New Parents Raising Their Babies In Isolation Are Grieving For The Experience They Imagined
"The minute the mum's groups were closed, that increased the number of calls significantly," said the chief executive of a perinatal depression hotline.
There has been a 20% surge in callers to national Australian support group Perinatal Anxiety and Depression Australia (PANDA) as families grapple with social isolation in the new coronavirus pandemic.
The helpline, which is now sourcing retired volunteers to meet current demand, is a “live thermometer” for how parents across Australia are coping, according to its chief executive Julie Borninkhof.
"We have seen a significant increase in the number of new and expecting mums and dads across Australia who are accessing those services," Borninkhof told BuzzFeed News.
"They're not just the kind of callers we've had historically, those with a diagnosable mental illness, but those who probably would have been going okay historically but who are more stressed... there are so many triggers out there for people at the moment.
"We could see it with each stage of shutdown and the minute the mum's groups were closed, that increased the number of calls significantly. It wasn't just people who were reacting to not being able to attend a mother's group, but those who were pregnant saying 'I'm about to give birth and I'd expected that support would be there and now it isn't going to be, so what do I do?'"
There has also been a spike in visitors to the PANDA website from Australia and abroad. March's traffic was equal to the previous three months combined.
"As a society we do still see this as a time when family wraps around and embraces the couple as they welcome a new bub into their world, and when parents can't be sharing that with their own parents or siblings it really places a massive role in displacing people so they feel more vulnerable," Borninkhof said. "It is community support that really anchors people in moments of distress and if those anchors aren't there it is really easy to feel like you're floating untethered in this sea of unknowns that COVID-19 is creating."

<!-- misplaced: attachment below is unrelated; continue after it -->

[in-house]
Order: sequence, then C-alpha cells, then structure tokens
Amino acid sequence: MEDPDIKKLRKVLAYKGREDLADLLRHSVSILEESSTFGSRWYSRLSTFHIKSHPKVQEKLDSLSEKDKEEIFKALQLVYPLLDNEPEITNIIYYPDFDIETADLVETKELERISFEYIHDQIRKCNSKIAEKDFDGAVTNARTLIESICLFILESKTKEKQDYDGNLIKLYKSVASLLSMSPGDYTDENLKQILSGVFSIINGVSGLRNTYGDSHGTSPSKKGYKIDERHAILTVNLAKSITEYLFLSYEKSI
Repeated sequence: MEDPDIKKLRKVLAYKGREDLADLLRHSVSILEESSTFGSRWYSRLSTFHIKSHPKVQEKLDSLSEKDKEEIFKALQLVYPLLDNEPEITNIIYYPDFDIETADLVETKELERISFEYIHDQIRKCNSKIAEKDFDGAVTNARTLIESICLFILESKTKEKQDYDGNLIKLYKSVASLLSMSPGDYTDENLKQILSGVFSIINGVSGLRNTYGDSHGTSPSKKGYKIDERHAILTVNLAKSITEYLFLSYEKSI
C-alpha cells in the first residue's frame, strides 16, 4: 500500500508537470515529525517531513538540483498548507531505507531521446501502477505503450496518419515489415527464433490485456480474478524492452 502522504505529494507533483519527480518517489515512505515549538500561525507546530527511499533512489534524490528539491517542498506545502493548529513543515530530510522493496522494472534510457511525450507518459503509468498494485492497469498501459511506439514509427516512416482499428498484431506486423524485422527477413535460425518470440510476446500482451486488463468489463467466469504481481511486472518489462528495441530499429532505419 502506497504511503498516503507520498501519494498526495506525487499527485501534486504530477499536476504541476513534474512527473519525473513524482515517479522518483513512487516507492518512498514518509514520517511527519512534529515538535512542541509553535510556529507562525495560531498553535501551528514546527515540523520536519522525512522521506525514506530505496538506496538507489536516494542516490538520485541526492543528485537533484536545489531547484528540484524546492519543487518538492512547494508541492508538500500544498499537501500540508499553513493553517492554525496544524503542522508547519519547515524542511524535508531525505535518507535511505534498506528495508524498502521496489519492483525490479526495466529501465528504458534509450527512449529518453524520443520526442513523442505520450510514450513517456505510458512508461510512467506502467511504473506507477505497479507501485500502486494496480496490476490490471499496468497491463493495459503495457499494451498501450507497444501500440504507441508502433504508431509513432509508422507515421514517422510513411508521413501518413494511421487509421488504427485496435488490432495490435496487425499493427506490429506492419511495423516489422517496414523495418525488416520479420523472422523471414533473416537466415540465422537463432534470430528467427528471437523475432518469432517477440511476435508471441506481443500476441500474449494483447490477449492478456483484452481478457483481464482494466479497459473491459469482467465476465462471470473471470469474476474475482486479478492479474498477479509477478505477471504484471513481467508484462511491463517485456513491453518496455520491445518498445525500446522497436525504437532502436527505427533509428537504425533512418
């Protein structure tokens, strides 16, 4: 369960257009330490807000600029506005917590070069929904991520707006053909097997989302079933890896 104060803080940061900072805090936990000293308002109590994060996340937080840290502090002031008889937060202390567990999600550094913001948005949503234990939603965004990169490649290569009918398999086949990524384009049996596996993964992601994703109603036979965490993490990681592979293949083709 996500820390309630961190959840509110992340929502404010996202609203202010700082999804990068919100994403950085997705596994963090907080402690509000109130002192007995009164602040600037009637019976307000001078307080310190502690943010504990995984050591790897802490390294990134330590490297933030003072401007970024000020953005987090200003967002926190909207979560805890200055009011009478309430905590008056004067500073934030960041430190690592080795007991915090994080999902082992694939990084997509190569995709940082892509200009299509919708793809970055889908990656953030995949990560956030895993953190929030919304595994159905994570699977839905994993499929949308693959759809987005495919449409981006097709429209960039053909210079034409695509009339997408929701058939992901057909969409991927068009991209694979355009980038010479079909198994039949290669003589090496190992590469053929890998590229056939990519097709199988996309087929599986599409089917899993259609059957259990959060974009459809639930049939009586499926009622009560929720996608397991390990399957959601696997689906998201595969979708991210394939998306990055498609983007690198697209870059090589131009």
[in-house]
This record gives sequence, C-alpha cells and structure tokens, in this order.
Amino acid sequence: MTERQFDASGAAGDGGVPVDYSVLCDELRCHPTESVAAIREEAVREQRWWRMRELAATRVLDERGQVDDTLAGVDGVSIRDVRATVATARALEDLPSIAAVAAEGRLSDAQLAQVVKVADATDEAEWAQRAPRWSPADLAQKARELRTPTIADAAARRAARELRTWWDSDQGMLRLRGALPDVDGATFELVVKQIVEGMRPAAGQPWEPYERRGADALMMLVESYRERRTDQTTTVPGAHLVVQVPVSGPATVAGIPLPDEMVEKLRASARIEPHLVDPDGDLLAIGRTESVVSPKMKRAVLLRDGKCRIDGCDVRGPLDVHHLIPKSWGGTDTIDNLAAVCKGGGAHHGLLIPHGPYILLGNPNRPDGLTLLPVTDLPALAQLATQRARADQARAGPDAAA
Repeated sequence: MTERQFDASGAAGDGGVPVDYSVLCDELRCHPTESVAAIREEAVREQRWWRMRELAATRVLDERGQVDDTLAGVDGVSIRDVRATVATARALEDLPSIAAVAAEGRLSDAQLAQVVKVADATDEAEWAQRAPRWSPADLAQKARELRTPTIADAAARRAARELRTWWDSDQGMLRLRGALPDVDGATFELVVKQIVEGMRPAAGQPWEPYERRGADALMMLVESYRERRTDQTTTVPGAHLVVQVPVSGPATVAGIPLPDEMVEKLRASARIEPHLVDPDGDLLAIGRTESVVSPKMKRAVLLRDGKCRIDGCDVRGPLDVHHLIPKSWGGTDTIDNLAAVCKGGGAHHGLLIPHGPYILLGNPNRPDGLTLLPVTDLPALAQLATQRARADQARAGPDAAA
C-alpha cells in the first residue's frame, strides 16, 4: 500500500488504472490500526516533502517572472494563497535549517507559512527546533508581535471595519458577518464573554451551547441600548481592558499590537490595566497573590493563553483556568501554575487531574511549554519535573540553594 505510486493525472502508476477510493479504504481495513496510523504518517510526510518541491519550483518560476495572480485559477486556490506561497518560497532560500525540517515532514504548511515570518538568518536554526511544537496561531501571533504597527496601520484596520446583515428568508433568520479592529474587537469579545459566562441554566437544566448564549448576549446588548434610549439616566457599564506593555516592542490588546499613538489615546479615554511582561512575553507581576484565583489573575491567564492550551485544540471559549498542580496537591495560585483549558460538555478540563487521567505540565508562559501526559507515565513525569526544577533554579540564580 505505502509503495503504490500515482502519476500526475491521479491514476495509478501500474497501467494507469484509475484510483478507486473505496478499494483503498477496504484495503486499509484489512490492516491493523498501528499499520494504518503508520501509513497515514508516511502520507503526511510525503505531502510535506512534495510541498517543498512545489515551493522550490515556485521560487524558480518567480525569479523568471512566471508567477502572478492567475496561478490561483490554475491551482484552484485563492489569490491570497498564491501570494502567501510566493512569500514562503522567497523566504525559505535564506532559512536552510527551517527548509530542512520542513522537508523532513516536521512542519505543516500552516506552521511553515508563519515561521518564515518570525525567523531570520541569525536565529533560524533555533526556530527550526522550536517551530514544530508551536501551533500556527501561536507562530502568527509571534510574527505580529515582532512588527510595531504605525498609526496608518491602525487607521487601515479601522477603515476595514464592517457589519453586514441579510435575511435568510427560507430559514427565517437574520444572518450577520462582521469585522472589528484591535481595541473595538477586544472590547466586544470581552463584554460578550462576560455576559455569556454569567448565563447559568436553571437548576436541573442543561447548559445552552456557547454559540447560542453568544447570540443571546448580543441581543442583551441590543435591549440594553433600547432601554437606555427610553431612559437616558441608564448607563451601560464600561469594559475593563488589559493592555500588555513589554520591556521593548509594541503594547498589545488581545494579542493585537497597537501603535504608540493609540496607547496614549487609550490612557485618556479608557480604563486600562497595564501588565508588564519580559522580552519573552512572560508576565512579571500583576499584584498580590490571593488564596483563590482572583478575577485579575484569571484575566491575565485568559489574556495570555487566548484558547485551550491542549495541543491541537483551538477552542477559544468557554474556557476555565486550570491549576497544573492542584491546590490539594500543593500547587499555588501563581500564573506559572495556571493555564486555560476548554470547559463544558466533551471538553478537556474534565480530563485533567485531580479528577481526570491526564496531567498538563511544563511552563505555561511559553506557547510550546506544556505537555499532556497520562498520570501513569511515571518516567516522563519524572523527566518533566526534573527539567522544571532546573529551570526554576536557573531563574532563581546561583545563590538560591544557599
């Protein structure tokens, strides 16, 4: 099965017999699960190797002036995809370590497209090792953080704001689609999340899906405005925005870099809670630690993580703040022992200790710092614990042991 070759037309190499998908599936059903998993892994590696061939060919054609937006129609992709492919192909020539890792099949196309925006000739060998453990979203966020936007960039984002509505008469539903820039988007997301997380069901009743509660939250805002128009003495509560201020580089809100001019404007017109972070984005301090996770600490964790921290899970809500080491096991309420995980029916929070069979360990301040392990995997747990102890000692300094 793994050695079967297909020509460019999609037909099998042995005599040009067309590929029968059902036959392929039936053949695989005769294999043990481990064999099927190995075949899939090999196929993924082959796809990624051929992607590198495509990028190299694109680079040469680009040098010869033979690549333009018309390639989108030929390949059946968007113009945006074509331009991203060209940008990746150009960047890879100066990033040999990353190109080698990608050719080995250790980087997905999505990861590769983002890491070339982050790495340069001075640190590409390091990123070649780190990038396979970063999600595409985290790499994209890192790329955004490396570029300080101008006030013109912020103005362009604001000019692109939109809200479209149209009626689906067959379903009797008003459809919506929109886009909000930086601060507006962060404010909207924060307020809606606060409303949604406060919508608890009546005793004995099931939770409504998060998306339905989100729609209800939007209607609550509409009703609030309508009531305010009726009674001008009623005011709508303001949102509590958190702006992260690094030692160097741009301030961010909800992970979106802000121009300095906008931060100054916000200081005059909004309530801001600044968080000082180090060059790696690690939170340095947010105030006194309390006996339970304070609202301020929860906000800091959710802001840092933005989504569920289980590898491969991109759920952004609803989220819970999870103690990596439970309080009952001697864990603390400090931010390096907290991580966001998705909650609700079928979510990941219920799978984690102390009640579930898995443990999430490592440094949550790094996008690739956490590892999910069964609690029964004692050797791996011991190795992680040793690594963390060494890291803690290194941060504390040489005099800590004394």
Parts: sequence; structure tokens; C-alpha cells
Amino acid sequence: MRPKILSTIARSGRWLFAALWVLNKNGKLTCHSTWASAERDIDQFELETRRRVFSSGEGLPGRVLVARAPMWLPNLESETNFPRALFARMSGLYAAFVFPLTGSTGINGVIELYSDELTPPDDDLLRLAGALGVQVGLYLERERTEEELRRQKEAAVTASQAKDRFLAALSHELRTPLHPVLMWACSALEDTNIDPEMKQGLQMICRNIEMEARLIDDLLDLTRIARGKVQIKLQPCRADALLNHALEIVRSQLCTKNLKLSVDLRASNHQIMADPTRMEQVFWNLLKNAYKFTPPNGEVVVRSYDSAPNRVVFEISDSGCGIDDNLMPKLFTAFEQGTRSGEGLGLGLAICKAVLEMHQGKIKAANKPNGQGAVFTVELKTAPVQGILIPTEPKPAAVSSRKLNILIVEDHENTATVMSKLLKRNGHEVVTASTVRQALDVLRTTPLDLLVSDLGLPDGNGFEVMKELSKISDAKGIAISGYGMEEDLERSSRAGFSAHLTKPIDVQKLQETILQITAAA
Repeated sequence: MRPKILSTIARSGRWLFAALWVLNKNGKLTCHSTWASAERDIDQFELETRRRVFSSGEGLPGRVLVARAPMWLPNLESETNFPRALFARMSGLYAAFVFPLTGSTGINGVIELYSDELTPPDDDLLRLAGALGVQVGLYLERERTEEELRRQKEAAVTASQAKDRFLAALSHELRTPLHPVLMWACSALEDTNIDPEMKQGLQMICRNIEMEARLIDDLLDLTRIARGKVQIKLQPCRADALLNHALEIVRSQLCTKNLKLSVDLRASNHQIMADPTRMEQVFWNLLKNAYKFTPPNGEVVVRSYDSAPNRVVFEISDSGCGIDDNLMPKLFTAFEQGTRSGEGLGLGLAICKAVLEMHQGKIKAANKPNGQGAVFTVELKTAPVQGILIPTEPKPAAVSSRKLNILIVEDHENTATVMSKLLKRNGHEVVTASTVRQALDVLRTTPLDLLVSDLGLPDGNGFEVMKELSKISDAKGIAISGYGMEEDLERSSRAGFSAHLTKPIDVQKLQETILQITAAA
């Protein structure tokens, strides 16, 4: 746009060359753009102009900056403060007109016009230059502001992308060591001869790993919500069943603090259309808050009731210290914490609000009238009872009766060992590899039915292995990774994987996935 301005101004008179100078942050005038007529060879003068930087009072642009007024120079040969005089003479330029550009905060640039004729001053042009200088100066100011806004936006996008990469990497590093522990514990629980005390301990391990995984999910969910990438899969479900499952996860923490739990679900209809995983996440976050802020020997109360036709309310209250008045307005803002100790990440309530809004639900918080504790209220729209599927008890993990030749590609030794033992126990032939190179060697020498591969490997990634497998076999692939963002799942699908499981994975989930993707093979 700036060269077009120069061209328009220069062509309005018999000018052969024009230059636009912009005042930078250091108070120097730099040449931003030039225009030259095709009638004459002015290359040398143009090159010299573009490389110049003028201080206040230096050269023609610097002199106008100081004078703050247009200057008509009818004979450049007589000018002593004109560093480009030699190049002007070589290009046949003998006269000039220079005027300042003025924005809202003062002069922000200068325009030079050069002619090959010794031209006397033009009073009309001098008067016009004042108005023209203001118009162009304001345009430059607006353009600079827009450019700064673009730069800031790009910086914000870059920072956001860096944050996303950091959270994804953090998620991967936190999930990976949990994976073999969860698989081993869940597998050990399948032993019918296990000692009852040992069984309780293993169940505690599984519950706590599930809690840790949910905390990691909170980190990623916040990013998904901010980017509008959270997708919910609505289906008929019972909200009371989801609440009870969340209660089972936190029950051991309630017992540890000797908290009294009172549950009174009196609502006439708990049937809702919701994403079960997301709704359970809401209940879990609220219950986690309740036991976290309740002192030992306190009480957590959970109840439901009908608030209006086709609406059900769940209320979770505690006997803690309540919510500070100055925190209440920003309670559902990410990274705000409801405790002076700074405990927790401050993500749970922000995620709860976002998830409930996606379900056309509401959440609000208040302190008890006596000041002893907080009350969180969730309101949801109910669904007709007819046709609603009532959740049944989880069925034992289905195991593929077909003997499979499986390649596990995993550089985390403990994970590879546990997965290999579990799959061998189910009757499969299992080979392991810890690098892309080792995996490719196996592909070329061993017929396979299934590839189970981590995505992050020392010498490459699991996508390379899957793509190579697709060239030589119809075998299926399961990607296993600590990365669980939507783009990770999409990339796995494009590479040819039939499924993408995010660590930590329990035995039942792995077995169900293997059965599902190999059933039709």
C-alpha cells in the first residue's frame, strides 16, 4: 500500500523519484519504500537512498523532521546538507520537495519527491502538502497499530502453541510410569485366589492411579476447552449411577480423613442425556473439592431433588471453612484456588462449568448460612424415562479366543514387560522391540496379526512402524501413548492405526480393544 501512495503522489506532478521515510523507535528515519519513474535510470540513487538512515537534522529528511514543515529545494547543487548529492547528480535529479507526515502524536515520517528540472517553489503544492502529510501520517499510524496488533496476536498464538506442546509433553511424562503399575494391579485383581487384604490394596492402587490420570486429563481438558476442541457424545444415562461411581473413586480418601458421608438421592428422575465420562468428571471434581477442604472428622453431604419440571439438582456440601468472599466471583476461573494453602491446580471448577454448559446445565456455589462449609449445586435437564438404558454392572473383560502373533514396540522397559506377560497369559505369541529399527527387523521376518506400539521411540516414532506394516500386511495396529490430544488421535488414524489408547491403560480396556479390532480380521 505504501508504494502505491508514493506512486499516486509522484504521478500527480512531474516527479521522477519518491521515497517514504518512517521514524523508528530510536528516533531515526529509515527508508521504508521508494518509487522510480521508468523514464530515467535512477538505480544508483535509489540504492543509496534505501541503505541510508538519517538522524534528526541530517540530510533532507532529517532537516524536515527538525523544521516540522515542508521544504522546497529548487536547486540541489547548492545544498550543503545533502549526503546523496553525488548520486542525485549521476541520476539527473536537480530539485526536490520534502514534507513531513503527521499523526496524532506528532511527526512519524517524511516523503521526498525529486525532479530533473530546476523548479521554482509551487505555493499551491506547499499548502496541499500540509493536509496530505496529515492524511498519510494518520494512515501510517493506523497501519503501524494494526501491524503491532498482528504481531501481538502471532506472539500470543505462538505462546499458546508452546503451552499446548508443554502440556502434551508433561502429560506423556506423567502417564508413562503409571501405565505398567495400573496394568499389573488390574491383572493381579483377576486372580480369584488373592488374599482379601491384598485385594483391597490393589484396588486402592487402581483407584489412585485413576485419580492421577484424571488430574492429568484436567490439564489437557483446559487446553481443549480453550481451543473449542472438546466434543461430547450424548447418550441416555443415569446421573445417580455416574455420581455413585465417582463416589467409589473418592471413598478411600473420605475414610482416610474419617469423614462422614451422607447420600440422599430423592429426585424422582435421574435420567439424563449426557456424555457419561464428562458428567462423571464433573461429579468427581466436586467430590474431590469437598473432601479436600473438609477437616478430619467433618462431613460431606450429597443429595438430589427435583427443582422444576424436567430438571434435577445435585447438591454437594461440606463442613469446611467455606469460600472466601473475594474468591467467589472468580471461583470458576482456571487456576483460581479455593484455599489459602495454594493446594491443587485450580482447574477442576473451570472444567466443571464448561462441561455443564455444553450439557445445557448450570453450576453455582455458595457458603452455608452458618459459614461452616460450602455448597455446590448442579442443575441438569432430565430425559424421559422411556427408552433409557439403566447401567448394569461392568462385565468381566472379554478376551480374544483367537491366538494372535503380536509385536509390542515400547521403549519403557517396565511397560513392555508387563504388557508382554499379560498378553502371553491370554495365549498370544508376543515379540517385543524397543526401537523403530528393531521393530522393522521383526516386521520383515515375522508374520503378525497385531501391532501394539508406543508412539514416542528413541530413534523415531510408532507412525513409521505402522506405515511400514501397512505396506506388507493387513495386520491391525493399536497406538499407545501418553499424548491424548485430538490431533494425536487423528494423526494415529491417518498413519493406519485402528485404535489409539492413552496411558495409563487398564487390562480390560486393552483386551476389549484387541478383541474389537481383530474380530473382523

Sydney mother Bronwyn Charlton's family were able to see her first baby Arthur for a few weeks before she, her husband and their newborn began to self-isolate. The 30-year-old felt sad when she read that New South Wales' social distancing rules were likely to run for at least 90 days.
"I almost started crying," Charlton told BuzzFeed News as Arthur gurgled in the background. "I felt so sad for [Arthur] and his grandparents... This is the first grandchild on both sides and you're not going to see him for three months and you're going to miss a lot."
The words "grief" and "loss" seem right to Charlton, especially after connecting to other mothers online who are going through the same thing.
"There is an expectation of what was going to happen and that is gone," she said. "People are grieving what they should have had."
Charlton gave birth to Arthur on Jan. 29 at Westmead Hospital three weeks before his due date. She kept him home for much of the first six weeks and then was beginning to see friends when more social distancing recommendations, and eventually, rules, came into place.
"I was just starting to take him out to meet people and then it was like no more showing him off," she said. "It is really sad that no-one is going to see him grow except for my husband and I.
"I'm sending people photos and videos but it's just not the same as seeing him and they grow so fast."
Facebook mother's groups are helpful, as are her telehealth appointments with a community child health nurse, but Charlton said it is hard to tell via an iPhone if she's getting things right.
Arthur's next round of vaccinations are due in a few weeks and she is dreading taking him into the GP's clinic in case it is full of infectious COVID-19 patients. She is grateful that her husband having to work from home means she has more help with Arthur during the day.
"But I was learning to be independent with Arthur and take him out by myself and I love having my husband home, but does that make it harder for me later on when he does go back?" she asked.
Charlton's post-pandemic wish?
"I just want to take him out for coffee with a mother's group and to show him off and say 'look at my adorable baby'," she said. "The only people that he'll hear the voice of will be the two of us for three more months."
You can access PANDA's mental health checklists for new and expecting parents and carers online for free. The national helpline is staffed Monday to Friday 9am to 7:30pm (AEST/AEDT) on 1300 726 306.